First child in L.A. County dies from COVID-19-related MIS-C

A patient at Children's Hospital Los Angeles died this week from the coronavirus-linked MIS-C.
A patient at Children’s Hospital Los Angeles died this week from the coronavirus-linked multisystem inflammatory syndrome, known as MIS-C.
(Dania Maxwell/Los Angeles Times)

A child died this week from the coronavirus-linked multisystem inflammatory syndrome, known as MIS-C, the first such reported death in Los Angeles County. This also marks the county’s first COVID-19-related death of a child.

The patient, who was at Children’s Hospital Los Angeles, had a “complex, preexisting cardiac condition” and died from complications tied to MIS-C, public relations officer Lauren Song said in a statement Wednesday.

The hospital did not provide further details because of patient privacy.

At least 145 cases of MIS-C have been reported among children in California, according to the state’s Department of Public Health. The Los Angeles County death appears to be the first in California, although no deaths linked to the illness have been recorded on the state’s database. Two children between the ages of 5 and 17 have died from COVID-19, data show.

A massive surge in coronavirus cases across the state has led to record numbers of infections, hospitalizations and deaths. And although health experts have yet to unlock the direct connection between the virus and MIS-C, what’s clear is that a spike in coronavirus infections is directly linked to an uptick in MIS-C cases, doctors told The Times.


“With the number of cases we’re seeing in Los Angeles now, I do expect to see more children with MIS-C coming into the hospital in the next few weeks,” said Dr. Jackie Szmuszkovicz, pediatric cardiologist at Children’s Hospital Los Angeles. “We’re at a critical moment right now.”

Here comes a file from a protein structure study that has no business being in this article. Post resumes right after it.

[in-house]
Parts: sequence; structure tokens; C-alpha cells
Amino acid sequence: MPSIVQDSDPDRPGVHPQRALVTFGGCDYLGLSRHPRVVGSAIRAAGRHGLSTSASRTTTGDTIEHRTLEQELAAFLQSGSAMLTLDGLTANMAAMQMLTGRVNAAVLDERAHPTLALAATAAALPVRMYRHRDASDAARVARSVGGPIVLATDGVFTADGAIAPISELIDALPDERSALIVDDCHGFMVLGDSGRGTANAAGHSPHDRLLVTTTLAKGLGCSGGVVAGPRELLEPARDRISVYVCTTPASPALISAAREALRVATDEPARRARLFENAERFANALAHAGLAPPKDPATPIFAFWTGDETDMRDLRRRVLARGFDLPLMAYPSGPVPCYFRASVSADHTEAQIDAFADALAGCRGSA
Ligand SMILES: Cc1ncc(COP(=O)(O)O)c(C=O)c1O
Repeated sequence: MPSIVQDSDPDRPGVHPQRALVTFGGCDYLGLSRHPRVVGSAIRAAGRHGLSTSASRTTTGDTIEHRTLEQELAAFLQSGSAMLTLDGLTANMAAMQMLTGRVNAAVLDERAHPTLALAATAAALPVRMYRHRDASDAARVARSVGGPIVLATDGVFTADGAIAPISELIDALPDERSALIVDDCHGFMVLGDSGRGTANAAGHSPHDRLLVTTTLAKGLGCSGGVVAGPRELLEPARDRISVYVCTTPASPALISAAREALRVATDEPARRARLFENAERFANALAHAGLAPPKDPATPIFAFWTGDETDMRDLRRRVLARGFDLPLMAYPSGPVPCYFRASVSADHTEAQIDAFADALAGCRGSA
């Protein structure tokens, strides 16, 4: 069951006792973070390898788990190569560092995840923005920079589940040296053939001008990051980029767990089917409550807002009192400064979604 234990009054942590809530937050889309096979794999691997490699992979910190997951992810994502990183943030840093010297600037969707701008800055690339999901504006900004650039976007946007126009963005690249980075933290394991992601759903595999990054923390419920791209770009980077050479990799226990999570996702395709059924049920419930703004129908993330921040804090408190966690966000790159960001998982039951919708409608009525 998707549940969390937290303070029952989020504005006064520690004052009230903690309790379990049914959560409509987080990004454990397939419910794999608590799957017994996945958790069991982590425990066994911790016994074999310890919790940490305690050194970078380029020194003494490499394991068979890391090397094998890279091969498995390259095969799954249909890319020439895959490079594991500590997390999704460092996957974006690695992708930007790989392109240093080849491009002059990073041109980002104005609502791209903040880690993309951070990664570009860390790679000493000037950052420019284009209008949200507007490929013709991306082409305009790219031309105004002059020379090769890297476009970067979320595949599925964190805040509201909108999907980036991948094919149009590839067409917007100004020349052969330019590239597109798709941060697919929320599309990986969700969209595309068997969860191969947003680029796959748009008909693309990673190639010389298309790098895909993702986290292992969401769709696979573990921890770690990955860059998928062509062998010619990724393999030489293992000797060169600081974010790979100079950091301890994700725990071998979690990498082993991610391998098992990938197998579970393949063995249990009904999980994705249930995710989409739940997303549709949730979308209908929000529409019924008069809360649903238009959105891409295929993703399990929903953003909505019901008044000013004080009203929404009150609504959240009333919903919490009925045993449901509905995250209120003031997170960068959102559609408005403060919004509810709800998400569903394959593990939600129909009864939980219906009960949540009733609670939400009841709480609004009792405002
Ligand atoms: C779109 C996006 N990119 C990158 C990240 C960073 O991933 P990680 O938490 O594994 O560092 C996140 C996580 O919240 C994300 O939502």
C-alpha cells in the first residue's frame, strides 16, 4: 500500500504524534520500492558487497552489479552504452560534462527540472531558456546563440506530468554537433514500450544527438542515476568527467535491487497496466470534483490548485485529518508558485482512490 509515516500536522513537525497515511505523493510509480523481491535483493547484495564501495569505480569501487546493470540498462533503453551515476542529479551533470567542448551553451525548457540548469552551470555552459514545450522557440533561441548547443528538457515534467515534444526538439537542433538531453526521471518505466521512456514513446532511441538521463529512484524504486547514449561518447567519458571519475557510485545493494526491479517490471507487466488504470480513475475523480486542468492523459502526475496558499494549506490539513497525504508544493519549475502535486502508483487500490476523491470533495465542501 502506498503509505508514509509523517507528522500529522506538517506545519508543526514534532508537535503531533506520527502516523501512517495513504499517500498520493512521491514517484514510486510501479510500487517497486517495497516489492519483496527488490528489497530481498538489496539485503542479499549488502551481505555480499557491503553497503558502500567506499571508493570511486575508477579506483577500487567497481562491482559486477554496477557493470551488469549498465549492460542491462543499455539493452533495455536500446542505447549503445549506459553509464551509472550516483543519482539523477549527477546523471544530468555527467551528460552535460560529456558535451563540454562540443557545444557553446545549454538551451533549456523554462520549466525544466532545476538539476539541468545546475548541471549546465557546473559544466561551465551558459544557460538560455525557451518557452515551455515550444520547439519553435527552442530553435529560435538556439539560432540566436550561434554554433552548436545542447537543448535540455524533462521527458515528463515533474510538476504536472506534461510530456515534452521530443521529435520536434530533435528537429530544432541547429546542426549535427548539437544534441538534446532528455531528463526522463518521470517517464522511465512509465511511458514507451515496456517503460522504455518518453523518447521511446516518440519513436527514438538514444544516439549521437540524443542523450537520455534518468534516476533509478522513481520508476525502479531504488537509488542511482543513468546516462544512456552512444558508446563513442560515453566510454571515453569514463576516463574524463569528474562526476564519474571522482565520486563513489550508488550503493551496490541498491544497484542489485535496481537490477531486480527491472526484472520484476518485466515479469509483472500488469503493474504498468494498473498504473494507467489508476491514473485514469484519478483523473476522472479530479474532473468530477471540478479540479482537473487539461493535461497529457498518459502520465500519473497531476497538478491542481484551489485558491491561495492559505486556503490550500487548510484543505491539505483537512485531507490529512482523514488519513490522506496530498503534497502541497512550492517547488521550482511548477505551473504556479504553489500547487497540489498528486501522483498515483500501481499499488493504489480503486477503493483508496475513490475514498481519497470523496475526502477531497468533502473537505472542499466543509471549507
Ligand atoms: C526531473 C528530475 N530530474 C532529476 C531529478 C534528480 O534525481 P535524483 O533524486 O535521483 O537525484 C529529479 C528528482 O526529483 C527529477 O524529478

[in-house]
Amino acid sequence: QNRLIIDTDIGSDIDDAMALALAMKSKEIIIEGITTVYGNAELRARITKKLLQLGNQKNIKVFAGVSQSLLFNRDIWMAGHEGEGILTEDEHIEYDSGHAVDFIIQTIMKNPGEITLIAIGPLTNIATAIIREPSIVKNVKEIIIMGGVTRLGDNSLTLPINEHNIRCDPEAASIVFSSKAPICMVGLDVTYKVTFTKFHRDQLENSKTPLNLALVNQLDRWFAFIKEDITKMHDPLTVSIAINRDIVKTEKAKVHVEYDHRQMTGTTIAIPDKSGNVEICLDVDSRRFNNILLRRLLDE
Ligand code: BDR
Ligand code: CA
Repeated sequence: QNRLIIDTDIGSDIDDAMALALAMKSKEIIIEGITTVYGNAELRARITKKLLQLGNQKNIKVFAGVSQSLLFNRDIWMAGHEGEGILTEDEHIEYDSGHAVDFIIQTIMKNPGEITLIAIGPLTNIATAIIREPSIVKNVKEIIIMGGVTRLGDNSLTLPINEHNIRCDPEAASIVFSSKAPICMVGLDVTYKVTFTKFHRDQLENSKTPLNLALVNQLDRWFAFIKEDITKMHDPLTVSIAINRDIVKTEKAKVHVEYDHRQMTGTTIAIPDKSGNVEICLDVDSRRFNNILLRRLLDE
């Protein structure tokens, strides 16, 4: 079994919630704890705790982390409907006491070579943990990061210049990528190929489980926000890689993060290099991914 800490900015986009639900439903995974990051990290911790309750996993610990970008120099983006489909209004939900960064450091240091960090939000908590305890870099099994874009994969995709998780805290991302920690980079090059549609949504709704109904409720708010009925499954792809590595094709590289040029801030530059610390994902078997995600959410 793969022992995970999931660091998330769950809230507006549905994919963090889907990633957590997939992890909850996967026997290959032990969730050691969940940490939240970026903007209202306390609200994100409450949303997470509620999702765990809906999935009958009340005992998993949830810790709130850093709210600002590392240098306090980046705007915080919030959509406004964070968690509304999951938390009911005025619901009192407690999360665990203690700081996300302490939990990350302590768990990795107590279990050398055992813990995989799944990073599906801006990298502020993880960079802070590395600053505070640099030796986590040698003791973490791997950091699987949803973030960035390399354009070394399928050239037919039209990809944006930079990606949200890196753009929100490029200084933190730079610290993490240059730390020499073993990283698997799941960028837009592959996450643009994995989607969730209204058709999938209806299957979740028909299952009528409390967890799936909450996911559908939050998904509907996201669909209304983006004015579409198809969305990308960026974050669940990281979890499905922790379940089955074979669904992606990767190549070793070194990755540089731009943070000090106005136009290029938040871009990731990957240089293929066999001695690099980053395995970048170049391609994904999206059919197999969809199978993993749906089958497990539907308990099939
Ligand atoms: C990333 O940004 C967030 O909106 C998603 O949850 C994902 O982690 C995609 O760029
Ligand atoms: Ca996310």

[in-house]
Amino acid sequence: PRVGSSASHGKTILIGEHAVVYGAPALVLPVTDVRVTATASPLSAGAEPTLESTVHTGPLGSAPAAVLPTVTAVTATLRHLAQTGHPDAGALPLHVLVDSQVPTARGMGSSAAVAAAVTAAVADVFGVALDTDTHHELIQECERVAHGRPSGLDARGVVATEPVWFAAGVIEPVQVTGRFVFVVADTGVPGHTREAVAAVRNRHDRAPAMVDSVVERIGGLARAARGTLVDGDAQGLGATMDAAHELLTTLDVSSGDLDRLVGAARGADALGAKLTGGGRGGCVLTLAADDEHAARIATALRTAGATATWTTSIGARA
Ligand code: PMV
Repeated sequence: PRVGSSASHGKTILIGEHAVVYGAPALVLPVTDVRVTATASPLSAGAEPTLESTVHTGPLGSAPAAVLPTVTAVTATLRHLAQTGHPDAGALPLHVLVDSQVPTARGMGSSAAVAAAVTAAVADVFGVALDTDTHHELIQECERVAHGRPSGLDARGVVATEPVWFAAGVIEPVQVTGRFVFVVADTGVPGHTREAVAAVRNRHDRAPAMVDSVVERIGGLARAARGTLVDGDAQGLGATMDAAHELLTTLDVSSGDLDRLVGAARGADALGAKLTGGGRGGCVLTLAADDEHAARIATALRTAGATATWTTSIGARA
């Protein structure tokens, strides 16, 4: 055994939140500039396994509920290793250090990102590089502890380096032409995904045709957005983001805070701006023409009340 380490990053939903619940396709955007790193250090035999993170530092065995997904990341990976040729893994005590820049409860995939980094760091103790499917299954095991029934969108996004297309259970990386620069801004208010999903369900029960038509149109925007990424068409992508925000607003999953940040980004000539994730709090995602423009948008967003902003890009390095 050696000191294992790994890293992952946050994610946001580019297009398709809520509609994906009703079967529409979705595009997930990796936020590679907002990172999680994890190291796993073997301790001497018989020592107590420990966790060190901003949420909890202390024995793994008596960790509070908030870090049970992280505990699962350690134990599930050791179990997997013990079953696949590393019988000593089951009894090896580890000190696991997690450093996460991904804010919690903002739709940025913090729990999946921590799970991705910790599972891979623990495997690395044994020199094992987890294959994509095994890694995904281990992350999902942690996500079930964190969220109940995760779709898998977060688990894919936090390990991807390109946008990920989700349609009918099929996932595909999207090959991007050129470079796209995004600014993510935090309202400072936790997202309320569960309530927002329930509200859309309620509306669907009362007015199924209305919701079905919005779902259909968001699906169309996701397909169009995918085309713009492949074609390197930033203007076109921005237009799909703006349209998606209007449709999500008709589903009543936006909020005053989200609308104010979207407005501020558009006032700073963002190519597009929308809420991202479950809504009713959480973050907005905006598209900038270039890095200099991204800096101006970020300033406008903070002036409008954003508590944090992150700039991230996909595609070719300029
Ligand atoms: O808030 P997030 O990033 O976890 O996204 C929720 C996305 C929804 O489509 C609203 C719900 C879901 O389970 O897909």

L.A. County is investigating cases of children diagnosed with a rare inflammatory disease who’ve also tested positive for COVID-19.

May 19, 2020

At least 43 children have been treated for MIS-C in Los Angeles County, including 32 at Children’s Hospital. According to the latest update from the county’s Department of Public Health, nearly 50% of the children hospitalized were treated in intensive care. Of those, 26% were under the age of 5, 37% were between 5 and 11, and 37% were ages 12 to 20.

The syndrome is rare, but it can be serious — and potentially deadly. Typically, children develop symptoms of MIS-C roughly two to four weeks after exposure to the coronavirus, which often goes undetected because most children are asymptomatic carriers. Symptoms include fever, pain in the abdomen and neck, vomiting, diarrhea, rash, bloodshot eyes and exhaustion. Doctors in California have reported some children arriving at hospitals in shock.

Children in Latino and Black communities have been affected most by the disease, reports show. In L.A. County, Latino children account for 72% of the reported cases, according to data from the Health Department.

Children who exhibit symptoms are typically diagnosed with MIS-C after testing positive for COVID-19 antibodies. Doctors are still trying to decipher potential long-term effects from the illness and do not know whether certain children are genetically predisposed.

More than 1,280 children have developed MIS-C in the U.S., and at least 23 have died from the disease, according to the Centers for Disease Control and Prevention. MIS-C is similar to Kawasaki disease, a rare inflammatory illness. Researchers think some children diagnosed with Kawasaki disease between January and May may have been infected with MIS-C instead.


MIS-C has been diagnosed in patients less than a year old and up to age 20; the majority are 7 to 9 years old.

Health experts say parents should call a doctor and seek help immediately if a child shows possible symptoms of the illness.

“Please do not delay in seeking care for your child if they are ill,” Szmuszkovicz said. “Length of stay is going to be shorter if we can get inflammation under control earlier.”

If your family has been affected by MIS-C and you would like to share your experience, please contact Colleen Shalby at